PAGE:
Just because it’s a project doesn’t make it “project-based.” Read more about the difference here.
This is awesome. Apparently there’s a new thing on the ‘net where people color old b&w photos. Some of the results are just stunning! Check out the Reddit colorized history site.
October is Connected Educator Month. How can you become a connected educator? One way is to attend the first ever Chicago area JEDcamp on October 20th right here. Visit our website for more information. Or go directly to the registration site.
Want to use QR codes? Here’s a nice roundup with 12 ideas for using QR codes in your classroom.
YouTube has launched a library of copyright free music that your students can use for their projects. Learn more about it or visit YouTube’s audio library.
Funded in part by AT&T, Educade is a collection of lesson plans that you can browse by grade, subject, tool and/or platform. It’s very cool – and you can add your own!
Interested in building your digital classroom this fall? PBS is offering free webinars on awesome topics like incorporating social media (as in Twitter) into your classroom and how to integrate tablets (as in iPads). The webinars will be recorded so you can view them afterwards. Check out the “get your tech on” site.
The good folks at Edutopia have a great article on primary source documents and how to find them. Millions of images from Life Magazine? I’m in! Check it out!
Shoutout to my colleague Natalie for finding this fun YouTube video about kindergartners and how they created movies using the iPad about butterflies.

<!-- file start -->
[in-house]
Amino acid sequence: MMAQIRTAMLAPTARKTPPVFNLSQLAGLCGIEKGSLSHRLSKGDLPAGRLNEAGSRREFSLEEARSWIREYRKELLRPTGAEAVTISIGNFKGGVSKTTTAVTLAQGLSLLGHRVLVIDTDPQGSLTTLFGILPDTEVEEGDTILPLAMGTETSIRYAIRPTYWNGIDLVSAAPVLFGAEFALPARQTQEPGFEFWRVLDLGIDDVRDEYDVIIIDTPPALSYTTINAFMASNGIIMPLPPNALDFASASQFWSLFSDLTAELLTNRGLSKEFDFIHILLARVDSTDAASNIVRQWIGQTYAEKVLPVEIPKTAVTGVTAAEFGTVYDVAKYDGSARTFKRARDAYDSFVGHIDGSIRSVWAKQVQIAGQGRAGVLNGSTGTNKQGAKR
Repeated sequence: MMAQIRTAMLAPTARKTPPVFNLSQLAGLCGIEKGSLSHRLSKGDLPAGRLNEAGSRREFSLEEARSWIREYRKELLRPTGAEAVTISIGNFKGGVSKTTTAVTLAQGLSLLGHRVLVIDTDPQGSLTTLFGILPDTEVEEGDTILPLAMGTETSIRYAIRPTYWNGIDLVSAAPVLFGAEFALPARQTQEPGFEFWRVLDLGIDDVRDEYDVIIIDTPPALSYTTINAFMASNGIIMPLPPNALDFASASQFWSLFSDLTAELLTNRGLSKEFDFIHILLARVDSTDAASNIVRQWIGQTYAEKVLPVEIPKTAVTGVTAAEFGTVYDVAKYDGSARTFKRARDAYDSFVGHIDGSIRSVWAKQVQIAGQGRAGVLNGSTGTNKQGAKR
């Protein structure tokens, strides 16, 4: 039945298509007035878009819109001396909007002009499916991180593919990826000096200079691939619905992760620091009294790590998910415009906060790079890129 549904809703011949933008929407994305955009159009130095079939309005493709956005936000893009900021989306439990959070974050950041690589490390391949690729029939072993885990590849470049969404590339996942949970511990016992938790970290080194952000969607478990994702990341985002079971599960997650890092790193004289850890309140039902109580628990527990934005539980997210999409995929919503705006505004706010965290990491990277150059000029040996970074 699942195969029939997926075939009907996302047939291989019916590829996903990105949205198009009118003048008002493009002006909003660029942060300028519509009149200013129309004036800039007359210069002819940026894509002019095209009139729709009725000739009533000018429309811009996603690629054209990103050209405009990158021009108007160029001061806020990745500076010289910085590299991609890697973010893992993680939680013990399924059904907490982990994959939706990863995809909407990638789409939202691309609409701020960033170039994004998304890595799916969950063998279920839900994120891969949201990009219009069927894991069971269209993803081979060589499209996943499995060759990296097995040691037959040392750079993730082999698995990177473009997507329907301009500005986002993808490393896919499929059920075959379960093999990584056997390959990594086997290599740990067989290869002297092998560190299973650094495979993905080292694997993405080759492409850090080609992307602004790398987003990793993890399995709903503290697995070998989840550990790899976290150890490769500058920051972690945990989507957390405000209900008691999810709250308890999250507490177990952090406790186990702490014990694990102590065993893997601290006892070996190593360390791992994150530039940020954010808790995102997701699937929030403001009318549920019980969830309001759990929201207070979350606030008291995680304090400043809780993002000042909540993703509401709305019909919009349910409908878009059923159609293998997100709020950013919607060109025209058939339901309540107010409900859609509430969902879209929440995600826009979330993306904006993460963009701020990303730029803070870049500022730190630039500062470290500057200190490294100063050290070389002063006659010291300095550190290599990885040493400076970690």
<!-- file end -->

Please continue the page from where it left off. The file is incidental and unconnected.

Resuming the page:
If you’re interested in learning how to use iMovie for the iPad, check out KQED’s video tutorial. What a great resource!
Here’s a lengthy but thought provoking read on “Can Emotional Intelligence Be Taught?” The name says it all. You can read it here.
I love, love, love this article about a real life physics teachers who uses iTunes U to create courses for his students. He’s really pushing the envelope on integrating technology! Oh, and by the way, he’s my colleague Hallie’s son-in-law. Read more here.
Want to explore using iPads in class? Check out our newly created wiki.
JEDcamp is coming to SSDS and we couldn’t be more excited! Check out our website and “like” us on Facebook. Click here for more info about the JEDcamp movement.
You know that I’m a proponent of teaching kids from a young age that you should always use copyright-free images from the web (just because it’s on the Internet doesn’t mean it’s okay to use). Here’s a great article with lots of resources for finding public domain images.
I know everybody in my school would have been delighted if we could have given each class a dedicated set of iPads, but, alas, that’s not possible. Sometimes, though, sharing is just fine. Ed blogger Royan Lee posts here about how he manages iPad sharing in class.